• Following spelling reforms since the 1970s, Scottish Gaelic uses graves only, which can be used on any vowel (à, è, ì, ò, ù). Formerly acute accents could be used on á, ó and é, which were used to indicate a specific vowel quality. With the elimination of these accents, the new orthography relies on the reader having prior knowledge of pronunciation of a given word.
  • Manx uses the single diacritic ç combined with h to give the digraph çh (pronounced /tʃ/) to mark the distinction between it and the digraph ch (pronounced /h/ or /x/). Other diacritics used in Manx included â, ê, ï, etc. to mark the distinction between two similarly spelled words but with slightly differing pronunciation.
  • Some orthographies of Cornish such as Kernowek Standard and Unified Cornish use diacritics, while others such as Kernewek Kemmyn and the Standard Written Form do not.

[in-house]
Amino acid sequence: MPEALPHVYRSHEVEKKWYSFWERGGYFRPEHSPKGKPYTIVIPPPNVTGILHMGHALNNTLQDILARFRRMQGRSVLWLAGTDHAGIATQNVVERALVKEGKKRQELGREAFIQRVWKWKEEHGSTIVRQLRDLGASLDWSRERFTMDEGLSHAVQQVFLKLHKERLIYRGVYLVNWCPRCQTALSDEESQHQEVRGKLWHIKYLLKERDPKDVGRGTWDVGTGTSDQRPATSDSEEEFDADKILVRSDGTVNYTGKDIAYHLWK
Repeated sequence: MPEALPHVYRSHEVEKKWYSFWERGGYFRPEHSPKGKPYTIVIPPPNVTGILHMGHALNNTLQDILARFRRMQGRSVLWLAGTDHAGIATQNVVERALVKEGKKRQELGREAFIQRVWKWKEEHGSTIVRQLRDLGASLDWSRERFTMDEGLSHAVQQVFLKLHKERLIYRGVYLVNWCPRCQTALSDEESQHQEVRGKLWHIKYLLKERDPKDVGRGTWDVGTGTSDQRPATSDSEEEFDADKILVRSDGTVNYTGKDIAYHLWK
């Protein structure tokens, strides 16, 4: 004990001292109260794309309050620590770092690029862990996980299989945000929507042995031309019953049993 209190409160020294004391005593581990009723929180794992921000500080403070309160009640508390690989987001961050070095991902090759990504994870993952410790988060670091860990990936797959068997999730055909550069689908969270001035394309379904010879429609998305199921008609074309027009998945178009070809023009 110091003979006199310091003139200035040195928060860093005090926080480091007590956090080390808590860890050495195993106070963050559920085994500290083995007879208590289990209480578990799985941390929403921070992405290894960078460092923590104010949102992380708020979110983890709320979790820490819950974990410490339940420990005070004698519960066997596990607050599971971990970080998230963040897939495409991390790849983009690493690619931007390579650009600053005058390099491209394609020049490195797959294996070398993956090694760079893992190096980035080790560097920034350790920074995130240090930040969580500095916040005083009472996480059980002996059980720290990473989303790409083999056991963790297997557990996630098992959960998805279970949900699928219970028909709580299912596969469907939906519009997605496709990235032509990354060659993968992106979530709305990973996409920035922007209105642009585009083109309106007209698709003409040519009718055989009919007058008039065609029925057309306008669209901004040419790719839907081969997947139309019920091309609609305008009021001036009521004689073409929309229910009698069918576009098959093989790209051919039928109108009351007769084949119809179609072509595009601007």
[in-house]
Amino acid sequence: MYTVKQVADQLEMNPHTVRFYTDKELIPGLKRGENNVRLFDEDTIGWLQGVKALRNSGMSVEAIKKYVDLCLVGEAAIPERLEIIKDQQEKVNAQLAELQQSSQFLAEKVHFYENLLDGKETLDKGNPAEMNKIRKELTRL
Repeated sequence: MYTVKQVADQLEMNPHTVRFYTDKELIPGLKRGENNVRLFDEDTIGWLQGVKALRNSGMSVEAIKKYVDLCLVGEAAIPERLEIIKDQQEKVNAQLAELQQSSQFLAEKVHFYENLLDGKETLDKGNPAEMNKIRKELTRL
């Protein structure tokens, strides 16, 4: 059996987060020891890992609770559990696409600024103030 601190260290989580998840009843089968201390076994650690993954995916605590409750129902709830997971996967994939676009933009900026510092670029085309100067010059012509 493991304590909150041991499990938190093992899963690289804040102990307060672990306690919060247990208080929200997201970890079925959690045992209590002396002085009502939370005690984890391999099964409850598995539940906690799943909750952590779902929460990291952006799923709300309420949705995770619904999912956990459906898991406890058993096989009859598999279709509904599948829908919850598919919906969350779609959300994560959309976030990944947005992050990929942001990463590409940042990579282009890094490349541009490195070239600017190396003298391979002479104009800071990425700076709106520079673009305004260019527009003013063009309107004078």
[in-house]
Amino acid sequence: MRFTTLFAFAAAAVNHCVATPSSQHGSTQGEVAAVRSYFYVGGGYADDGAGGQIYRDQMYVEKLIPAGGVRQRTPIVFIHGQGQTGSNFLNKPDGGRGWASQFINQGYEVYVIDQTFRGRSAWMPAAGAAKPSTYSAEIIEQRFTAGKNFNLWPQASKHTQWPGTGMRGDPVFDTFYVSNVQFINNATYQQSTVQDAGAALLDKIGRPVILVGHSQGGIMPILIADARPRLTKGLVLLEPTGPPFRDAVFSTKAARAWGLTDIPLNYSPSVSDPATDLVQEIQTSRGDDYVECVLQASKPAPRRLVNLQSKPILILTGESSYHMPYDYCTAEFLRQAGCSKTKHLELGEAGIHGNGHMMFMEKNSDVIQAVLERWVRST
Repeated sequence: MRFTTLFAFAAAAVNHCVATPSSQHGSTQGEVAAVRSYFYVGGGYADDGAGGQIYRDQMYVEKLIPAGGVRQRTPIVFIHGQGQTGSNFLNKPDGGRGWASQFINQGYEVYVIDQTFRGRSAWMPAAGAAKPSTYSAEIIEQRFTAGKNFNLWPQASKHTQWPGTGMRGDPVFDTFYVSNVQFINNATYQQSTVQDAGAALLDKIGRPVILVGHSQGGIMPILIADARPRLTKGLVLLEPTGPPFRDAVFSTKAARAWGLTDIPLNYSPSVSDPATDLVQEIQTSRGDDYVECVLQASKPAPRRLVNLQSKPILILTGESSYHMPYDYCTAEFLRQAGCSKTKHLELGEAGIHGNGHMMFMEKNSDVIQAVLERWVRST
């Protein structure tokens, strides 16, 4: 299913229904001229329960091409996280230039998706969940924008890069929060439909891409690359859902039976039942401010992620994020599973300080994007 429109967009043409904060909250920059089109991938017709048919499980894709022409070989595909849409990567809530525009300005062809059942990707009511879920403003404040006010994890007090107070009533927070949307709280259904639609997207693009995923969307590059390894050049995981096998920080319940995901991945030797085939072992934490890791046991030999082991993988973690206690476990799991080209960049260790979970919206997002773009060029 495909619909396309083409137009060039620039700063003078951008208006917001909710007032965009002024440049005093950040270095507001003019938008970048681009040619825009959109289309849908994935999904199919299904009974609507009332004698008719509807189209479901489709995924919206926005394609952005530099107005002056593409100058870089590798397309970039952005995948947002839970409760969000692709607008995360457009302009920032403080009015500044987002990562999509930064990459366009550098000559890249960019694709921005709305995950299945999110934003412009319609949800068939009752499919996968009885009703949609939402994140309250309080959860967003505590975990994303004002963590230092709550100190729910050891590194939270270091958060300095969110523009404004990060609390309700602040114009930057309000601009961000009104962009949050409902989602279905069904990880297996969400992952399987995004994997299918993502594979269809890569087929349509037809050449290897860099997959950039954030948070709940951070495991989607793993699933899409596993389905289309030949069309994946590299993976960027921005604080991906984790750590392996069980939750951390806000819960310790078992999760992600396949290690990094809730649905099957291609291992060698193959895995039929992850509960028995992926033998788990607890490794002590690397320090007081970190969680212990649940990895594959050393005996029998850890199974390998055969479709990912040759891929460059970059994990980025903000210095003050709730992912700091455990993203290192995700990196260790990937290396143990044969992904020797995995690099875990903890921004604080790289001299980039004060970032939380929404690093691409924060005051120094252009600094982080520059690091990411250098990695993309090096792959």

Romance
Slavic
  • Bosnian, Croatian, and Serbian Latin alphabet have the symbols č, ć, đ, š and ž, which are considered separate letters and are listed as such in dictionaries and other contexts in which words are listed according to alphabetical order. They also have one digraph including a diacritic, , which is also alphabetized independently, and follows d and precedes đ in the alphabetical order. The Serbian Cyrillic alphabet has no diacritics, instead it has a grapheme (glyph) for every letter of its Latin counterpart (including Latin letters with diacritics and the digraphs dž, lj and nj).
  • The Czech alphabet contains 27 graphemes (letters) when written without diacritics and 42 graphemes when written including them. Czech uses the acute (á é í ó ú ý), caron (č ď ě ň ř š ť ž), and for one letter (ů) the ring.
  • Polish has the following letters: ą ć ę ł ń ó ś ź ż. These are considered to be separate letters, each of them is placed in alphabet right after its Latin counterpart (i.e. ą between a and b), ź and ż are placed after z in this order.